The Potential of Pectins to Modulate the Human Gut Microbiota Evaluated by In Vitro Fermentation: A Systematic Review
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Pectin is a dietary fiber, and its health effects have been described extensively. Although there are limited clinical studies, there is a growing body of evidence from in vitro studies investigating the effect of pectin on human gut microbiota. This comprehensive review summarizes the findings of gut microbiota modulation in vitro as assessed by 16S rRNA gene-based technologies and elucidates the potential structure-activity relationships. Generally, pectic substrates are slowly but completely fermented, with a greater production of acetate compared with other fibers. Their fermentation, either directly or by cross-feeding interactions, results in the increased abundances of gut bacterial communities such as the family of Ruminococcaceae, the Bacteroides and Lachnospira genera, and species such as Lachnospira eligens and Faecalibacterium prausnitzii, where the specific stimulation of Lachnospira and L. eligens is unique to pectic substrates. Furthermore, the degree of methyl esterification, the homogalacturonan-to-rhamnogalacturonan ratio, and the molecular weight are the most influential structural factors on the gut microbiota. The latter particularly influences the growth of Bifidobacterium spp. The prebiotic potential of pectin targeting specific gut bacteria beneficial for human health and well-being still needs to be confirmed in humans, including the relationship between its structural features and activity.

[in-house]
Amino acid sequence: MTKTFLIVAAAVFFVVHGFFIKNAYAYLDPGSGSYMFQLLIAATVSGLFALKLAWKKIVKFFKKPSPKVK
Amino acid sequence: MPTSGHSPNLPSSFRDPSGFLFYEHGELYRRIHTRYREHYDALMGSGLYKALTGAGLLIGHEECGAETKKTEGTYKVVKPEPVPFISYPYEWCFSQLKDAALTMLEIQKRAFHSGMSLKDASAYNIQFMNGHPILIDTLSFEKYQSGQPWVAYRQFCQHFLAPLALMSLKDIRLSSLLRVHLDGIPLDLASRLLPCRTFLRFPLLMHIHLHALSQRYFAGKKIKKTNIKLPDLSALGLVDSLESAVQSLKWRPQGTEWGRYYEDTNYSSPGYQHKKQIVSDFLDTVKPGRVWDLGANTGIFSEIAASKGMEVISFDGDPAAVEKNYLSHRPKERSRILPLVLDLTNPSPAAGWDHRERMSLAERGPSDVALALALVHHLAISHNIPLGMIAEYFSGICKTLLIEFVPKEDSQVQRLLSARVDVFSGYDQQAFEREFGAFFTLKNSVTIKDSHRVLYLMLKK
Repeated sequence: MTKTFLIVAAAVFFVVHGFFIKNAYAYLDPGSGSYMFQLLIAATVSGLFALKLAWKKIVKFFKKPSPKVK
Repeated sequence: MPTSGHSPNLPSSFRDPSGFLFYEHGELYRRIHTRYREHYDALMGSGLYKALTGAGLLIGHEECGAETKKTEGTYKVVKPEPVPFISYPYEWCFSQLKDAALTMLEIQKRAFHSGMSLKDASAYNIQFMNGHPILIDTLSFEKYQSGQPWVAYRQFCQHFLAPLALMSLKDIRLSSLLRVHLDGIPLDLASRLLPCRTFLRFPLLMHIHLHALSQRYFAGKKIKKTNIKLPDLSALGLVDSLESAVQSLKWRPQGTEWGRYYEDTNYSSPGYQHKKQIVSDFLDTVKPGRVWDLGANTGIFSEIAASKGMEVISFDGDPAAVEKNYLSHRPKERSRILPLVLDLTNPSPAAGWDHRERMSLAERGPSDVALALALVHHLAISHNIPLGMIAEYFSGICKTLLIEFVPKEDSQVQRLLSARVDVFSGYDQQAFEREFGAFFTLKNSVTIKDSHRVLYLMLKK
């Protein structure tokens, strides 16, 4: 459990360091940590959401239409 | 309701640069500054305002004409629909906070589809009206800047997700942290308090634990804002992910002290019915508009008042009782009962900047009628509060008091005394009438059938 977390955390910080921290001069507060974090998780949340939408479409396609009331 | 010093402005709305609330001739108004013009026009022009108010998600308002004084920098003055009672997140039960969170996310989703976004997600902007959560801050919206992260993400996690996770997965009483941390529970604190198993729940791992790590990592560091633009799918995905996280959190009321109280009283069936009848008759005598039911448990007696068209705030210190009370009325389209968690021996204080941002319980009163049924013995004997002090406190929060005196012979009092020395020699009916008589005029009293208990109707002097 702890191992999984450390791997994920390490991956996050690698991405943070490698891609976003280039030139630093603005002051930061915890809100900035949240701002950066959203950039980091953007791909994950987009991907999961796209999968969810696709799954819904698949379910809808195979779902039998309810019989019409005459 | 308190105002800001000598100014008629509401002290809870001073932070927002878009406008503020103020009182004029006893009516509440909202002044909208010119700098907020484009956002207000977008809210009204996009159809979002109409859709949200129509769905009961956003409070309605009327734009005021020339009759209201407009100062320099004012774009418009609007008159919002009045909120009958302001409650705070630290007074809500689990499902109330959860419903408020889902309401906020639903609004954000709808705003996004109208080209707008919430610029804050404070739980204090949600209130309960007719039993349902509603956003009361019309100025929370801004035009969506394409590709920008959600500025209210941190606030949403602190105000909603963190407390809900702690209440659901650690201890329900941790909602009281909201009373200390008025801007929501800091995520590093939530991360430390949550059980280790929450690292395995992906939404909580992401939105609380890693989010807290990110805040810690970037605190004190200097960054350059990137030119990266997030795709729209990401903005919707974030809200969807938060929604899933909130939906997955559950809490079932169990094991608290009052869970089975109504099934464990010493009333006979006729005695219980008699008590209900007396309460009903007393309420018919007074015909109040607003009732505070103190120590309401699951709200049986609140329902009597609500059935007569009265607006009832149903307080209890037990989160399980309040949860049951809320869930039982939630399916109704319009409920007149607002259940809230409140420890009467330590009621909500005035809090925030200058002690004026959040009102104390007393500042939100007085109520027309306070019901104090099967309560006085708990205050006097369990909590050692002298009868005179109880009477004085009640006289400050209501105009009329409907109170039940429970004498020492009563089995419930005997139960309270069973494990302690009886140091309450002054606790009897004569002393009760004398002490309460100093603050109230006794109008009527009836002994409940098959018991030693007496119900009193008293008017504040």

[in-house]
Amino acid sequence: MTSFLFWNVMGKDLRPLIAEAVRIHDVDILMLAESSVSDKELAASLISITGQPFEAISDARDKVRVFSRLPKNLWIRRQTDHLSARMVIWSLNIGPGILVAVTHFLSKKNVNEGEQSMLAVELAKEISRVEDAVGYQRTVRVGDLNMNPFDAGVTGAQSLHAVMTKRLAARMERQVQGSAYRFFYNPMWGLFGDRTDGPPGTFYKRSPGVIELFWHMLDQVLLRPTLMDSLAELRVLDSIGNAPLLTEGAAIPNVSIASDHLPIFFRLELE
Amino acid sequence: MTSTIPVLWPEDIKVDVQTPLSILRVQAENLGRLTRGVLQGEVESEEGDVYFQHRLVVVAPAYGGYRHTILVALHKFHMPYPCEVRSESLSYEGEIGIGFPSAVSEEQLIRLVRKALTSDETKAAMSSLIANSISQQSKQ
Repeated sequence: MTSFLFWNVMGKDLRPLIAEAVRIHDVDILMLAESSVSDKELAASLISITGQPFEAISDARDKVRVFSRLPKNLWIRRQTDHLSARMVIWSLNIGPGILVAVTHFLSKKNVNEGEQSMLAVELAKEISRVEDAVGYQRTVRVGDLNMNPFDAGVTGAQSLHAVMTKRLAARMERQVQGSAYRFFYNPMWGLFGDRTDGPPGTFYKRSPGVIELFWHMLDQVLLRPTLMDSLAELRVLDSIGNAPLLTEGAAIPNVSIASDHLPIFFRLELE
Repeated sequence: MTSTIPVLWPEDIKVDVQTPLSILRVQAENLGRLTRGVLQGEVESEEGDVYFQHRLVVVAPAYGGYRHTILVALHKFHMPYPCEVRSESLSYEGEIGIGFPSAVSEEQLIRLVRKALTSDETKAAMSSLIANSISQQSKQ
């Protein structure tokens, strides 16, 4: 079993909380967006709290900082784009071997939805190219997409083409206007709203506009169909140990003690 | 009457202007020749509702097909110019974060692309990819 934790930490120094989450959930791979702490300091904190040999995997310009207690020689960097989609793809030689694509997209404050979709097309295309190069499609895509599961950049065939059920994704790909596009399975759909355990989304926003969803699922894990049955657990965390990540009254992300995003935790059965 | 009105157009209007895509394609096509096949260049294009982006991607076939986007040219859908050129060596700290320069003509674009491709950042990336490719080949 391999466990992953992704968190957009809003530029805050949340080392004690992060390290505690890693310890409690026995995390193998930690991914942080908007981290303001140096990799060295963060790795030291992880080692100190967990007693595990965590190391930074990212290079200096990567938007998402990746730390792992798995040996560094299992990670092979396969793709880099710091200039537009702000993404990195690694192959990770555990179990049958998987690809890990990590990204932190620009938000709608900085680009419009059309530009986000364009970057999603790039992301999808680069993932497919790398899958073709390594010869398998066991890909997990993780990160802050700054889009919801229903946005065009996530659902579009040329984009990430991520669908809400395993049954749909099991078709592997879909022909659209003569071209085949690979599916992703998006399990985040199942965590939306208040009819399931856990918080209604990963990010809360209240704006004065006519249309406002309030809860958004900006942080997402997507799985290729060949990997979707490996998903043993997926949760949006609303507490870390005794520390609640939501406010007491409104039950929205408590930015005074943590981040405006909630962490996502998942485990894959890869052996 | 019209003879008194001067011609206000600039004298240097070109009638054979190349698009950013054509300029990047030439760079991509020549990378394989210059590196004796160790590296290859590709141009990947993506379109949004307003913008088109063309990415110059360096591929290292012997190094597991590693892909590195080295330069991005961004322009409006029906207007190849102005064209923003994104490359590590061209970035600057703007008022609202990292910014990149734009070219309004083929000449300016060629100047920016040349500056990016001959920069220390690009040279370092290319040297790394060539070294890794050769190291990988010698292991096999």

|Number of pages||31|
|Publication status||Published - 2022|
© 2022 by the authors.
- dietary fiber, gut health, human, microbiota, pectin, prebiotic